“Therefore you are to be perfect, as your heavenly Father is perfect.”
This is challenging, since it means that Jesus’s answer applies to anyone who has the clarity to ask, “How can I get the absolute most that is available to me in this life?”
The rich young ruler was moral, and wealthy, but he humbly knew he was still lacking. Otherwise, he would not have come to Jesus to ask this question. Jesus was completely willing for him to be complete, and told him If you really wish to be complete, here’s what good thing you can do: Go and sell all your possessions and give to the poor, and you will have treasure in heaven, and come follow Me. Jesus’s answer is to shift the young man’s investment time frame from this life to the next. From gaining treasure on earth to treasure in heaven. As always, this is paradoxical. The way to gain the most in this life is to give up all in this life in preparation for the next.
If the young man would have just said “Ok, then I am good” Jesus might have said, “Great to have met you, glad you’re on a good path.” But the rich young ruler is asking Jesus how to get the very most out of life. Jesus knew that as devout as this young man was, that he had one obstacle in his way in order to gain the most he could possibly gain out of life. This man was rich in earthly treasure that would soon vanish. Jesus was telling him how to use it to store up treasure in heaven (Matthew 6:19-20).
What exactly did Jesus mean by go and sell all that you have and give it to the poor? It seems in this case, Jesus meant literally sell everything and give it to the poor and become poor himself. There was an opportunity at hand to become a disciple of Christ on earth. Perhaps he would have become one of the primary disciples, even possibly taking the place of Judas. Jesus will soon die, and His disciples scatter. Possessions and other responsibilities will be a hindrance to spreading the gospel across the world.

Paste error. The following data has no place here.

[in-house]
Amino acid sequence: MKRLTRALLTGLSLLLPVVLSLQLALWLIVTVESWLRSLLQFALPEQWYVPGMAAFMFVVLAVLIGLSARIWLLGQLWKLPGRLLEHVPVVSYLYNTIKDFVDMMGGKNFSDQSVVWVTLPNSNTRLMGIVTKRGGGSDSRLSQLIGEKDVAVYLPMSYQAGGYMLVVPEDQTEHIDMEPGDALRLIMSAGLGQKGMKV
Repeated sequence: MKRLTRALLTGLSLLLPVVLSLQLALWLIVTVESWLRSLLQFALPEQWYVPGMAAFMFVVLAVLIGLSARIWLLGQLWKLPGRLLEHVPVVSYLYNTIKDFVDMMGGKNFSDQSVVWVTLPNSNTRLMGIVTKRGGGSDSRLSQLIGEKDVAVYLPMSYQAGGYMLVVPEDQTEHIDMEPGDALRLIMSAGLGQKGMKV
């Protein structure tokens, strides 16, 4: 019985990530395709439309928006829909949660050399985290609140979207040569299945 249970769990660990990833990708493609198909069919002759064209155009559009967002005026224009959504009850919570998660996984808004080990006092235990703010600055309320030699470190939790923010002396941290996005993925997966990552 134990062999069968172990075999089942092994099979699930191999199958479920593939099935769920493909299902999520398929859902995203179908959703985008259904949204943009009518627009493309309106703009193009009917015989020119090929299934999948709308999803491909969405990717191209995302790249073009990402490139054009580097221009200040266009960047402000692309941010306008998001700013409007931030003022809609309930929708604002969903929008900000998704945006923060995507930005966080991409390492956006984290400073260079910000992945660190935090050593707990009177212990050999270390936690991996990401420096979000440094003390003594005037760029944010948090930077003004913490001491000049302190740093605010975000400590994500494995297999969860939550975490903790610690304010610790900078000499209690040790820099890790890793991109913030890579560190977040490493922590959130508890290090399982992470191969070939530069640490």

Jesus was literally asking this man to sell everything. It is important to note that Jesus did not say “Sell all you have and give it to My ministry.” Was it intended as a universal command for everyone else to do literally sell all their possessions and give to the poor? Clearly not. Otherwise, all of Christian society would be in a constant cycle of deeding away property like it was a game of hot-potato. Such obedience would foster chaos and disorder rather than harmony and human flourishing. It would go against the Creation mandate of being fruitful and faithful stewards with the dominions God gave to men and women (Genesis 1:28).
However, Jesus’s admonition to the young ruler does have a literal application to all believers.
In advising him to sell and give his property, Jesus is inviting him to give his heart fully to the kingdom (Matthew 6:21). He is inviting him to lose his “psuche” (life) for His sake so that he may find it in Christ (Matthew 16:25). He is inviting him to enter into eternal life by the narrow gate (Matthew 7:13). This passage invites each believer to “deed over” all they possess to God, for Him to use as He sees fit. It is an invitation to live life as a steward of all we possess, stewarding it for the kingdom of God. Sometimes that might include giving all, or a great portion. God has given us all things to enjoy (1 Timothy 6:17). But money is a harsh master, and if we serve it, it leads to loss of joy. That is why Paul instructed those who were wealthy to be generous (1 Timothy 6:18).